The range of hazards evident within the marine industry is rife. And, perhaps nowhere as prevalent as in Ports. In these busy and bustling settings, ships from all over the world navigate past each other. They drop off cargo, pick up shipments and deal with the barrage of legal documentation needed to ensure every marine movement goes to plan. With so much movement, it’s understandable that the risk of injuries and accidents here is significant. And, having a clear understanding of the relevant guidelines and legal requirements placed on you when working in ports is also vital. That’s where this guide comes in. We’re going to go through all of the recommendations for health and safety in ports to keep you, your crew and the cargo onboard safe.
Current Legal Guidelines
There are several legal documents in place that help to outline the best ways to minimise risk in port environments. These include:
Safety in Docks – Approved Code of Practice
This document provides information for those responsible for upholding the Health and Safety at Work Act 1974 within their business. It outlines the safe means for operating within docks and covers all sized areas from large-scale shipping ports through to harbours. The document covers all manner of factors including:
- Working at height (includes access to and between ships, cargo and fencing).
- Workplace transport.
- Lifting operations.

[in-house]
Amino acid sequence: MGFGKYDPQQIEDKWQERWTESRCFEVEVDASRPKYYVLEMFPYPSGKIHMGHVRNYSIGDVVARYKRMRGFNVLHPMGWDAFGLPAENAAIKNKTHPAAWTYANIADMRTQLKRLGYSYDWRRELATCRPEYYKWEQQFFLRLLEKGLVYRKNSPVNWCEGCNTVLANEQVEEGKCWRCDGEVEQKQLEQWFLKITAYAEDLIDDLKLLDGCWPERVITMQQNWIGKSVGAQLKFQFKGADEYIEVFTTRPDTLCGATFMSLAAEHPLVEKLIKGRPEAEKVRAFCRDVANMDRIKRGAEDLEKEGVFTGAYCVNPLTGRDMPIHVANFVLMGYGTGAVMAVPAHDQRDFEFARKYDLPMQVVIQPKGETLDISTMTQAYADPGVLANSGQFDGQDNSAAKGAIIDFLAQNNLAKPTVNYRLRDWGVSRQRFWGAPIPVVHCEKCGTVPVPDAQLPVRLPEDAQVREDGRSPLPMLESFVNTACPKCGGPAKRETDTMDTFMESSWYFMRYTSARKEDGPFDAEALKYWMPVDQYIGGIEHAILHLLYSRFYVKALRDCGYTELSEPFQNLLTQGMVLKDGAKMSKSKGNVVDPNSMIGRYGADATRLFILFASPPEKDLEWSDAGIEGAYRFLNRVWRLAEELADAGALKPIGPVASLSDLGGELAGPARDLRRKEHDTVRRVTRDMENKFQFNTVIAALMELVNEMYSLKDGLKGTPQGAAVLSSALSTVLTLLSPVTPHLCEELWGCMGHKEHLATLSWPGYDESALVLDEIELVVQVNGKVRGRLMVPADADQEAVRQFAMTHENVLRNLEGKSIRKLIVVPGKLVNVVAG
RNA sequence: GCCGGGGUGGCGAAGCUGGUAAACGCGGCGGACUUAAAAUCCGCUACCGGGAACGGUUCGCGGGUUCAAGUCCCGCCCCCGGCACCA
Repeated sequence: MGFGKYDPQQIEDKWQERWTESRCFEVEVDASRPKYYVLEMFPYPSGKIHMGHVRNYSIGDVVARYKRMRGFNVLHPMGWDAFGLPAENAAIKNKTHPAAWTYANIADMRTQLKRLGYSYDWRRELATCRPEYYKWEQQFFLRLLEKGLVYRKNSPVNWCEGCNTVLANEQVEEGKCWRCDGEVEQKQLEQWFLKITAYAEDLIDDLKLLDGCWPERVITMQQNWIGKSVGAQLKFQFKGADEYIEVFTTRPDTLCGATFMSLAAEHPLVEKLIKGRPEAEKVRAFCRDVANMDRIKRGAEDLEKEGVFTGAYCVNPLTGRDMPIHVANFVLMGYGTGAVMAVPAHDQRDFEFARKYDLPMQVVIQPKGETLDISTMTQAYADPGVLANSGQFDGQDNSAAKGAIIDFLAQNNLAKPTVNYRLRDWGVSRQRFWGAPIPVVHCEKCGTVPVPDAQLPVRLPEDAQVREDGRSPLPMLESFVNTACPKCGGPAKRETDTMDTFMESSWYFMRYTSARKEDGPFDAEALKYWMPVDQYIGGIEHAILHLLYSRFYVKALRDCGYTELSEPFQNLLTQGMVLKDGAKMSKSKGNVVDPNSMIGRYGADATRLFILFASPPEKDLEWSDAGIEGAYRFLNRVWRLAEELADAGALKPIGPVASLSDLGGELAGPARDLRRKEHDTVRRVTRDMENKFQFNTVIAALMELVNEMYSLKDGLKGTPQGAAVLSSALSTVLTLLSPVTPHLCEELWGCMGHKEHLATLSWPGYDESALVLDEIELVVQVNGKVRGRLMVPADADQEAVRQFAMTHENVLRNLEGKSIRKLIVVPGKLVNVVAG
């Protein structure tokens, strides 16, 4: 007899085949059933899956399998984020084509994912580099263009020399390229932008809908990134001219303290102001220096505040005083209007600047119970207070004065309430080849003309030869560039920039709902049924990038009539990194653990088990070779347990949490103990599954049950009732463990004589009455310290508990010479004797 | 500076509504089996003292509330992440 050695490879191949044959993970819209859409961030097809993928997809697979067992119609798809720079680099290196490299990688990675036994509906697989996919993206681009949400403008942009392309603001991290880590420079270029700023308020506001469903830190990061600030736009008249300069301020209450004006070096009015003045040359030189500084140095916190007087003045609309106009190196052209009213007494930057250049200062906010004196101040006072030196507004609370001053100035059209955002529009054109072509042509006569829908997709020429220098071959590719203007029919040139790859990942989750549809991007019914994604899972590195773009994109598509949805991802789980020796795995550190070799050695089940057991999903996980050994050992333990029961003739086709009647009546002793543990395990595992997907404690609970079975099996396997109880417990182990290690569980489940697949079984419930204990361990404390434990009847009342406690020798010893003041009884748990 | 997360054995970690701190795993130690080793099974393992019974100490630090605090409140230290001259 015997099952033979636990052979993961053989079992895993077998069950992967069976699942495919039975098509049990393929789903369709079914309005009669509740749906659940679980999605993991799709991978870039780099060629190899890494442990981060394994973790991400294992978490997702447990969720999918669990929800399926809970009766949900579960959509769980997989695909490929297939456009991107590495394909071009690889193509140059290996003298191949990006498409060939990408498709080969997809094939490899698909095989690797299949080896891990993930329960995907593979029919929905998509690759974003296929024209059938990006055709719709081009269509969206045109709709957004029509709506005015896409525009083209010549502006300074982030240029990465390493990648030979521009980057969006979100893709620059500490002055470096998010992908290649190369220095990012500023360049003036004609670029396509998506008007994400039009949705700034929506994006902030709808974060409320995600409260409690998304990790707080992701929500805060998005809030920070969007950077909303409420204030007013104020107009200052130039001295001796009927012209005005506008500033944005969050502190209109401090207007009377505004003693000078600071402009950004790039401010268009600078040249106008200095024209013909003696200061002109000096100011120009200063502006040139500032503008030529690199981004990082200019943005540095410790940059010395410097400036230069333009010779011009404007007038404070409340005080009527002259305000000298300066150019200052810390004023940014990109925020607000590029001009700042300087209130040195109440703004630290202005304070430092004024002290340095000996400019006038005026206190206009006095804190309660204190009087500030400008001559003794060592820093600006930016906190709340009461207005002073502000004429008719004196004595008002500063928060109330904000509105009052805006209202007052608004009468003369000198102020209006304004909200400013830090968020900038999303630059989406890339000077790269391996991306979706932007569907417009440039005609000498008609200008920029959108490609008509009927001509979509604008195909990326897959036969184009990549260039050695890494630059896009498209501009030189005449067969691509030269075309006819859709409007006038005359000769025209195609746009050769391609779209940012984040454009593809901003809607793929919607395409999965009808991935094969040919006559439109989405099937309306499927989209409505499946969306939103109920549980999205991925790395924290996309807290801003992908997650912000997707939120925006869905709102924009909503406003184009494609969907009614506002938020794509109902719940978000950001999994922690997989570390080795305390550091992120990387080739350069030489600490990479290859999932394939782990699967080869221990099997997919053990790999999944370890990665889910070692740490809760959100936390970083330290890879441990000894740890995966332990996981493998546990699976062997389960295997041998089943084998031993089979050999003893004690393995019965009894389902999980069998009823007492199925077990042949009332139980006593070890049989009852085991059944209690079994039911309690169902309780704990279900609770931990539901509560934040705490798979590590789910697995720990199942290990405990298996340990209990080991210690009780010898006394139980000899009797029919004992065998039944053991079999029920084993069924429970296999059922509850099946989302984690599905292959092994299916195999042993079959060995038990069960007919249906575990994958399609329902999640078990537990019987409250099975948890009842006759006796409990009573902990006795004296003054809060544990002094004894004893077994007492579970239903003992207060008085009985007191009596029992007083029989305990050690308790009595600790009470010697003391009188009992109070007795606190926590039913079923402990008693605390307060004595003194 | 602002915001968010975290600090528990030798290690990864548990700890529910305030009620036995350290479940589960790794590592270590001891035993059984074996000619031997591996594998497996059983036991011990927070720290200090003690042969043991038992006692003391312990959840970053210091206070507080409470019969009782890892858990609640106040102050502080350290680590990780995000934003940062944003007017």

- Slips and trips.
- Rescue and life-saving from water (includes unfenced quay ends, pontoons, handholds, ladders on quay walls etc).
- Transport by water.
- Dusty cargoes.
- Musculoskeletal disorders.
- Confined spaces.
- Emergency planning (includes rescue from isolated positions).
- Lone working.
- First aid.
- Accident reporting.
It has been designed to give guidance on how to abide by the law. The information given here is practical and discusses the needs of organisations to put in suitable arrangements for managing health and safety. This includes identifying the risks, who they could do harm to and what can be done to minimise these risks. It also puts the responsibility on employers to discuss with their employees on matters regarding new potential risks and the need for additional training.
This document can be downloaded for free and in full here. It is a vital read for any business working within ports, regardless of the size and scope of their activities.
Dangerous Goods in Harbour Areas Regulations 2016
These provisions are put in place to safeguard ports from accidents that involve dangerous goods. This covers any activity that occurs during transit through large-scale ports and through to the smallest harbours. It states that anyone bringing goods that cause danger into these environments must provide a warning to the harbour master who then has the power to regulate this as he sees fit. The port is required to produce a plan to deal with emergency activity to take into account any accidents or incidents that may happen. And any explosive materials brought into the port or handles within its vicinity must be accompanied by a license from the relevant party (either the HSE or the Office for Nuclear Regulation).